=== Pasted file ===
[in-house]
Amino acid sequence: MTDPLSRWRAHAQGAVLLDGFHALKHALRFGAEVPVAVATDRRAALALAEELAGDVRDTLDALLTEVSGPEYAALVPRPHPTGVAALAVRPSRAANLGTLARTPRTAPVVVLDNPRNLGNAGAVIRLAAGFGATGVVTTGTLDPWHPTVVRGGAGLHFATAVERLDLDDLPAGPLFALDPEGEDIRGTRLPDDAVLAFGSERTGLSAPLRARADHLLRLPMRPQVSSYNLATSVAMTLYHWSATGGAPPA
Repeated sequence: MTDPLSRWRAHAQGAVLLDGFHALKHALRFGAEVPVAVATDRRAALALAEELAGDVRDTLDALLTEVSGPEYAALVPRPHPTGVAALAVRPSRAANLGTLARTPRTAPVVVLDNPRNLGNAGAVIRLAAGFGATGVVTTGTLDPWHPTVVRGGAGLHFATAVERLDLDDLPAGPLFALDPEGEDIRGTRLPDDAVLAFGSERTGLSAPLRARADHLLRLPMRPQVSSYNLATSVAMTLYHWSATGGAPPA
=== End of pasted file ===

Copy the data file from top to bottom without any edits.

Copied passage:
[in-house]
Amino acid sequence: MTDPLSRWRAHAQGAVLLDGFHALKHALRFGAEVPVAVATDRRAALALAEELAGDVRDTLDALLTEVSGPEYAALVPRPHPTGVAALAVRPSRAANLGTLARTPRTAPVVVLDNPRNLGNAGAVIRLAAGFGATGVVTTGTLDPWHPTVVRGGAGLHFATAVERLDLDDLPAGPLFALDPEGEDIRGTRLPDDAVLAFGSERTGLSAPLRARADHLLRLPMRPQVSSYNLATSVAMTLYHWSATGGAPPA
Repeated sequence: MTDPLSRWRAHAQGAVLLDGFHALKHALRFGAEVPVAVATDRRAALALAEELAGDVRDTLDALLTEVSGPEYAALVPRPHPTGVAALAVRPSRAANLGTLARTPRTAPVVVLDNPRNLGNAGAVIRLAAGFGATGVVTTGTLDPWHPTVVRGGAGLHFATAVERLDLDDLPAGPLFALDPEGEDIRGTRLPDDAVLAFGSERTGLSAPLRARADHLLRLPMRPQVSSYNLATSVAMTLYHWSATGGAPPA